|Page 51||Contents - 'The Origin of Species' by Charles Darwin||prev page next page|
Mr. Mivart then asks (and this is his second objection), if natural selection be so potent, and if high browsing be so great an advantage, why has not any other hoofed quadruped acquired a long neck and lofty stature, besides the giraffe, and, in a lesser degree, the camel, guanaco and macrauchenia? Or, again, why has not any member of the group acquired a long proboscis? With respect to South Africa, which was formerly inhabited by numerous herds of the giraffe, the answer is not difficult, and can best be given by an illustration. In every meadow in England, in which trees grow, we see the lower branches trimmed or planed to an exact level by the browsing of the horses or cattle; and what advantage would it be, for instance, to sheep, if kept there, to acquire slightly longer necks? In every district some one kind of animal will almost certainly be able to browse higher than the others; and it is almost equally certain that this one kind alone could have its neck elongated for this purpose, through natural selection and the effects of increased use. In South Africa the competition for browsing on the higher branches of the acacias and other trees must be between giraffe and giraffe, and not with the other ungulate animals.
Why, in other quarters of the world, various animals belonging to this same order have not acquired either an elongated neck or a proboscis, cannot be distinctly answered; but it is as unreasonable to expect a distinct answer to such a question as why some event in the history of mankind did not occur in one country while it did in another. We are ignorant with respect to the conditions which determine the numbers and range of each species, and we cannot even conjecture what changes of structure would be favourable to its increase in some new country. We can, however, see in a general manner that various causes might have interfered with the development of a long neck or proboscis. To reach the foliage at a considerable height (without climbing, for which hoofed animals are singularly ill-constructed) implies greatly increased bulk of body; and we know that some areas support singularly few large quadrupeds, for instance South America, though it is so luxuriant, while South Africa abounds with them to an unparalleled degree. Why this should be so we do not know; nor why the later tertiary periods should have been much more favourable for their existence than the present time. Whatever the causes may have been, we can see that certain districts and times would have been much more favourable than others for the development of so large a quadruped as the giraffe.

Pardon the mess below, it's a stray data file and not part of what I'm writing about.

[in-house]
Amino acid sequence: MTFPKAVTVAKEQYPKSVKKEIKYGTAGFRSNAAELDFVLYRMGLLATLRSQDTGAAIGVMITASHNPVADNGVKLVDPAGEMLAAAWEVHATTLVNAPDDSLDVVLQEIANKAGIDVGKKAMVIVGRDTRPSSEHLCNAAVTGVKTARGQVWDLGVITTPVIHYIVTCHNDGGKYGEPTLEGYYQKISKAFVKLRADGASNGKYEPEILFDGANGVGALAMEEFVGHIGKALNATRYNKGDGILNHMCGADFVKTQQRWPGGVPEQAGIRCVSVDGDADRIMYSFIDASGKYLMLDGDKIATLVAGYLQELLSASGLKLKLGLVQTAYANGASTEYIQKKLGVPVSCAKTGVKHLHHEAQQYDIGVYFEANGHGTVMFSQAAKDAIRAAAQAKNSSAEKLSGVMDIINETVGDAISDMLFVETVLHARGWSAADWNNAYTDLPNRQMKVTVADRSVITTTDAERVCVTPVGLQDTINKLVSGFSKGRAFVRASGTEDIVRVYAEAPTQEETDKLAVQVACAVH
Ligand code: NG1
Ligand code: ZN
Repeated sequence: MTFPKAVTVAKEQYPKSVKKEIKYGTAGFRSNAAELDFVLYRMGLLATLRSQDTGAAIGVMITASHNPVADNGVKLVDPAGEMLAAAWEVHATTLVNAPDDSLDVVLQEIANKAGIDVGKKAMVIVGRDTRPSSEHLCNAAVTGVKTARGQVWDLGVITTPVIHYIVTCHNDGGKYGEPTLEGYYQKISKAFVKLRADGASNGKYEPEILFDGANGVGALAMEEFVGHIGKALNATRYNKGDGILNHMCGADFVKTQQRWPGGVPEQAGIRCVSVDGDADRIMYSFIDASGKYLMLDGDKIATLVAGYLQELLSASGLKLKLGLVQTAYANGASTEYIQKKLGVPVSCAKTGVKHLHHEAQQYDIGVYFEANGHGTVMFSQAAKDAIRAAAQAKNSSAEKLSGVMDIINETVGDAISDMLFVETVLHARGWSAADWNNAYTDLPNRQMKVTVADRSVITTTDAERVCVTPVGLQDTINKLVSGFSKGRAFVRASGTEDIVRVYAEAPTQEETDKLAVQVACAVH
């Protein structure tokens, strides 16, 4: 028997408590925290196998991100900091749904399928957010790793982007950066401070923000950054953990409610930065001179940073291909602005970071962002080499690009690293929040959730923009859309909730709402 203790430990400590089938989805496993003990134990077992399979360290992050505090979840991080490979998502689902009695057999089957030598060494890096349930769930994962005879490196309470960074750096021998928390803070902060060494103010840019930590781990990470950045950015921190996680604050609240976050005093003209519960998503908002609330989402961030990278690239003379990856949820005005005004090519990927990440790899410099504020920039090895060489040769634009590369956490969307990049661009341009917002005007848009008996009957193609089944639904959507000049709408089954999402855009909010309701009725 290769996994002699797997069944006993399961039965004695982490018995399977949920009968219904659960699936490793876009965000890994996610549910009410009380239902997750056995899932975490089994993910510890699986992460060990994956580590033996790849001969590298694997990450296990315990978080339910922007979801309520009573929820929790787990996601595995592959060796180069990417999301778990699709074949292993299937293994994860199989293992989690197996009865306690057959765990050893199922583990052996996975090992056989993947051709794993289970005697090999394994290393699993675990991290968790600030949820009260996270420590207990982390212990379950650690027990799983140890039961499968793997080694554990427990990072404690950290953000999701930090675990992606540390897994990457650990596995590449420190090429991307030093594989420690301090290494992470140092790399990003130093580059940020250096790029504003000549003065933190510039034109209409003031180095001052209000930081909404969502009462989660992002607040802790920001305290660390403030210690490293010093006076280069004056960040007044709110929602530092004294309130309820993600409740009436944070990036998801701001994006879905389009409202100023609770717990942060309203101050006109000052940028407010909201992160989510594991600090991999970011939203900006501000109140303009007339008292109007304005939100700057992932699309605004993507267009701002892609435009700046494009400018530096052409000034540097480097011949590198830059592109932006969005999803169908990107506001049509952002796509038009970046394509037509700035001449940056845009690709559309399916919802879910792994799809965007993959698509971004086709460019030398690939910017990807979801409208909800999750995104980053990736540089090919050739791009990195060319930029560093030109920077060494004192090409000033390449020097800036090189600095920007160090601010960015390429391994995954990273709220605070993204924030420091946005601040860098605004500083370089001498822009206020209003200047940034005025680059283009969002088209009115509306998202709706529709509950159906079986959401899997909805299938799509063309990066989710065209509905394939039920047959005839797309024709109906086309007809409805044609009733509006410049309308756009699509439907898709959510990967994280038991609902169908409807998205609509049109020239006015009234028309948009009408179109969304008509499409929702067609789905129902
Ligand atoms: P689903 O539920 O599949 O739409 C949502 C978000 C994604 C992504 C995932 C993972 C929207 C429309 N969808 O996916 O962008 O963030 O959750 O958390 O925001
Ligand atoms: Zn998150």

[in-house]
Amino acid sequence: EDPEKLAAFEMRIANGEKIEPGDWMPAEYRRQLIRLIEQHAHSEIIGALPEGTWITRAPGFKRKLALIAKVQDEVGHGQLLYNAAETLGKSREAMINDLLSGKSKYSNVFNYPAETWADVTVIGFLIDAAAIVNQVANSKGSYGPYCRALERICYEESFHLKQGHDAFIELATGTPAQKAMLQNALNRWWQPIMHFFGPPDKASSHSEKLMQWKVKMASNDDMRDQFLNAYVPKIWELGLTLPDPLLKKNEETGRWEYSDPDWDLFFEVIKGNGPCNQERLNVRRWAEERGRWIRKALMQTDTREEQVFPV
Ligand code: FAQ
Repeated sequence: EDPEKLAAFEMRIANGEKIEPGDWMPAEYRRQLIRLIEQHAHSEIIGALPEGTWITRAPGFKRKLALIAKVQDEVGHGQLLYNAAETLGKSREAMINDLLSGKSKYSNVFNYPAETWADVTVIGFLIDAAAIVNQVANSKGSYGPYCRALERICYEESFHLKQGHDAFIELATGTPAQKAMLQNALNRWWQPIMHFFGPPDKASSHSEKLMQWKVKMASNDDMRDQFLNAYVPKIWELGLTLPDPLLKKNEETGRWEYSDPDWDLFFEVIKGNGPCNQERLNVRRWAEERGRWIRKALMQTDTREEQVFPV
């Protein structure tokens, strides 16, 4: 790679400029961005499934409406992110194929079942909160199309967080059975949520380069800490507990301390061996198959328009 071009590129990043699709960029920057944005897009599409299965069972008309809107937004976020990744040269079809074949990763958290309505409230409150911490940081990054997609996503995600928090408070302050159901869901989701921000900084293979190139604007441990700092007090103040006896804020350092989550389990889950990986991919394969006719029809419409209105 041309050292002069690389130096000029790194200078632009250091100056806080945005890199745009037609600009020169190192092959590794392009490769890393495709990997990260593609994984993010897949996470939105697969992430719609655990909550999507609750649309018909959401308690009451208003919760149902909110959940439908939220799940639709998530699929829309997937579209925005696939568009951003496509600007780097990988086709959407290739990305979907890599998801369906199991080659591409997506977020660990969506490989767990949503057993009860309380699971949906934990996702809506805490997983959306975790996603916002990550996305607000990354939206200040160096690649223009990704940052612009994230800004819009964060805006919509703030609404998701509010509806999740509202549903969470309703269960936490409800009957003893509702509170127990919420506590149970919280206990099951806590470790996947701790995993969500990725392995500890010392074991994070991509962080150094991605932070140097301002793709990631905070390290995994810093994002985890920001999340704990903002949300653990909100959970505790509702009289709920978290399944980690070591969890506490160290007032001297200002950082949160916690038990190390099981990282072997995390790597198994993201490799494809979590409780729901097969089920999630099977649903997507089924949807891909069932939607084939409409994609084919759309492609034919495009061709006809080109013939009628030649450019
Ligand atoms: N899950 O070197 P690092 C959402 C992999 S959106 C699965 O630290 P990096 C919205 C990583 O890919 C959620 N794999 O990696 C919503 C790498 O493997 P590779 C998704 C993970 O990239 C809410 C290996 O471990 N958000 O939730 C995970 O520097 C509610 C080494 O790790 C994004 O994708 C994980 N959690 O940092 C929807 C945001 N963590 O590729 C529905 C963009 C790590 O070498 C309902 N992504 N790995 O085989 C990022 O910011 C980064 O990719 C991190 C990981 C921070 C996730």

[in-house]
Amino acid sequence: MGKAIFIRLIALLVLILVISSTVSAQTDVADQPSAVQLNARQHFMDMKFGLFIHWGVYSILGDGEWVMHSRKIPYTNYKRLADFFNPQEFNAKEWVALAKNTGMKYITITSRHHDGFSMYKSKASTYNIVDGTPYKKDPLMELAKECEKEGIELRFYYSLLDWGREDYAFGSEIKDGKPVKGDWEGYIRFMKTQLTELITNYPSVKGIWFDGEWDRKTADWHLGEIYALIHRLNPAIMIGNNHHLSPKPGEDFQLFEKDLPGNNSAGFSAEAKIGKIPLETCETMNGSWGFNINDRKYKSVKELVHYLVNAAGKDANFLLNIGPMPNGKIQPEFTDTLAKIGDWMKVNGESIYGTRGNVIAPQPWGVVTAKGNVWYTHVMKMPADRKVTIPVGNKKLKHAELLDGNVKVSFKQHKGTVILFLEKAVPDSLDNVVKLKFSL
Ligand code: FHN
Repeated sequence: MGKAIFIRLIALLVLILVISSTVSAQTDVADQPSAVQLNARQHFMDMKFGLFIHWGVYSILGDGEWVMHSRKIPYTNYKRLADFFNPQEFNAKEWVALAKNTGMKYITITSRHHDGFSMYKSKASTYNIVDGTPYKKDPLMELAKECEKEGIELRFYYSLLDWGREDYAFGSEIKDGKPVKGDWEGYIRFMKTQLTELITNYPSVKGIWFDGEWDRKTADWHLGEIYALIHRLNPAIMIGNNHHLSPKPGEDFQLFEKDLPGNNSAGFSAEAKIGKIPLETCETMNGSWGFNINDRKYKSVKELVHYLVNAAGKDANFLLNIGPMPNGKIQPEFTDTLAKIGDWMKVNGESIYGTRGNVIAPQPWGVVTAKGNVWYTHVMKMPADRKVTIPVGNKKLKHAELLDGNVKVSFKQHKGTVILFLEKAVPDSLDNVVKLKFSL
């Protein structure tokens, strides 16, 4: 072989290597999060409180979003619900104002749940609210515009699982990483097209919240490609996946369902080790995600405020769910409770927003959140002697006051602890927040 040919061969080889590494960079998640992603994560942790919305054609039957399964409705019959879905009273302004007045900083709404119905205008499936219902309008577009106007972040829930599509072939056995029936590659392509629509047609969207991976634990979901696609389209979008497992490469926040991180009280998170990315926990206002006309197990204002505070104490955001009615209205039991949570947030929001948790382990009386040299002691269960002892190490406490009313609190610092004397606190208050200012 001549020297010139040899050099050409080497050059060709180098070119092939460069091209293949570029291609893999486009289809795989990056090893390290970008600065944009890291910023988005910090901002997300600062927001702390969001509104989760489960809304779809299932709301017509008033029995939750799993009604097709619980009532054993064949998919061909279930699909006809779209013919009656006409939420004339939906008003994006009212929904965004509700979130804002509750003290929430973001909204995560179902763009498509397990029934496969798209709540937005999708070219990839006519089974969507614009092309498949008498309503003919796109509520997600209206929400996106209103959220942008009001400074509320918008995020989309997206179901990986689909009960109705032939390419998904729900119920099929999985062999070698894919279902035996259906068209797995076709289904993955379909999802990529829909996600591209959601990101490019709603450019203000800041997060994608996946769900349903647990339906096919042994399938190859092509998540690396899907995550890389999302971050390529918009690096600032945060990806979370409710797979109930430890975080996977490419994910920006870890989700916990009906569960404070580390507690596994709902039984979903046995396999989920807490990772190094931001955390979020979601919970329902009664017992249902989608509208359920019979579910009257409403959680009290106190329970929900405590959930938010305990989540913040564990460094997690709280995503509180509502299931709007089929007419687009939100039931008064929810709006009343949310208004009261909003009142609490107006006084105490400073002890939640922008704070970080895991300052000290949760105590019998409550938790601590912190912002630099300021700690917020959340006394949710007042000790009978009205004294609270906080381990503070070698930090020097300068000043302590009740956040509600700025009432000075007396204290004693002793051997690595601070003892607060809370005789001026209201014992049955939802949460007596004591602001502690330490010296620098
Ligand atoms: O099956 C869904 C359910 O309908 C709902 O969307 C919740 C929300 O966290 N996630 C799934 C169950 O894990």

In order that an animal should acquire some structure specially and largely developed, it is almost indispensable that several other parts should be modified and coadapted. Although every part of the body varies slightly, it does not follow that the necessary parts should always vary in the right direction and to the right degree. With the different species of our domesticated animals we know that the parts vary in a different manner and degree, and that some species are much more variable than others. Even if the fitting variations did arise, it does not follow that natural selection would be able to act on them and produce a structure which apparently would be beneficial to the species. For instance, if the number of individuals existing in a country is determined chiefly through destruction by beasts of prey--by external or internal parasites, etc.--as seems often to be the case, then natural selection will be able to do little, or will be greatly retarded, in modifying any particular structure for obtaining food. Lastly, natural selection is a slow process, and the same favourable conditions must long endure in order that any marked effect should thus be produced. Except by assigning such general and vague reasons, we cannot explain why, in many quarters of the world, hoofed quadrupeds have not acquired much elongated necks or other means for browsing on the higher branches of trees.